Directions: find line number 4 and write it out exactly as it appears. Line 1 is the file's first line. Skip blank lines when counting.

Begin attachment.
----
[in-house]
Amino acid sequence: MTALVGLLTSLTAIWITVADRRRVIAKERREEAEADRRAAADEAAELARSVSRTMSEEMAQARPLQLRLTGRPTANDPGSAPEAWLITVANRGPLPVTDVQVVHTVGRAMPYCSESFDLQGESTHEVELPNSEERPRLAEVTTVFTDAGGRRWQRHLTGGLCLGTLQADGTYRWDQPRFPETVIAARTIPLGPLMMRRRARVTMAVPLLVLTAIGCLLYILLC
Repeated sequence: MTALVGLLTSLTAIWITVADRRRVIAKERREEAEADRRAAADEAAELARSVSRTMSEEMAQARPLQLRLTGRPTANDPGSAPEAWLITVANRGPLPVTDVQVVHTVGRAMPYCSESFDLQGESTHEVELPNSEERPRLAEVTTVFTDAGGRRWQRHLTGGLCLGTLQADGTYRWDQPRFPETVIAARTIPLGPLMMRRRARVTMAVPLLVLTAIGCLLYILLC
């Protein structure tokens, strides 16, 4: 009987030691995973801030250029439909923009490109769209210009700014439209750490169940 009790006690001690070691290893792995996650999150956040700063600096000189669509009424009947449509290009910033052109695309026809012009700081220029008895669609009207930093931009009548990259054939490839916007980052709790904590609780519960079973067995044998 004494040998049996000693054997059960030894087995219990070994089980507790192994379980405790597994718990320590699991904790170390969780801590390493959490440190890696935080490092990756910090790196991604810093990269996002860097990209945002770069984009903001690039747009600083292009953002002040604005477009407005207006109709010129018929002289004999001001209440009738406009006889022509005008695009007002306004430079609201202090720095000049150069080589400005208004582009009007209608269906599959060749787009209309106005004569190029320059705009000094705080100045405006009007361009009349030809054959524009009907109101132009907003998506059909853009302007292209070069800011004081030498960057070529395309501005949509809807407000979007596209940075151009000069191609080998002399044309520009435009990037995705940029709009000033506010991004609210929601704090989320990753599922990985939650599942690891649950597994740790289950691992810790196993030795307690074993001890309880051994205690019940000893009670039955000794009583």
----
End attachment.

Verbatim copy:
């Protein structure tokens, strides 16, 4: 009987030691995973801030250029439909923009490109769209210009700014439209750490169940 009790006690001690070691290893792995996650999150956040700063600096000189669509009424009947449509290009910033052109695309026809012009700081220029008895669609009207930093931009009548990259054939490839916007980052709790904590609780519960079973067995044998 004494040998049996000693054997059960030894087995219990070994089980507790192994379980405790597994718990320590699991904790170390969780801590390493959490440190890696935080490092990756910090790196991604810093990269996002860097990209945002770069984009903001690039747009600083292009953002002040604005477009407005207006109709010129018929002289004999001001209440009738406009006889022509005008695009007002306004430079609201202090720095000049150069080589400005208004582009009007209608269906599959060749787009209309106005004569190029320059705009000094705080100045405006009007361009009349030809054959524009009907109101132009907003998506059909853009302007292209070069800011004081030498960057070529395309501005949509809807407000979007596209940075151009000069191609080998002399044309520009435009990037995705940029709009000033506010991004609210929601704090989320990753599922990985939650599942690891649950597994740790289950691992810790196993030795307690074993001890309880051994205690019940000893009670039955000794009583």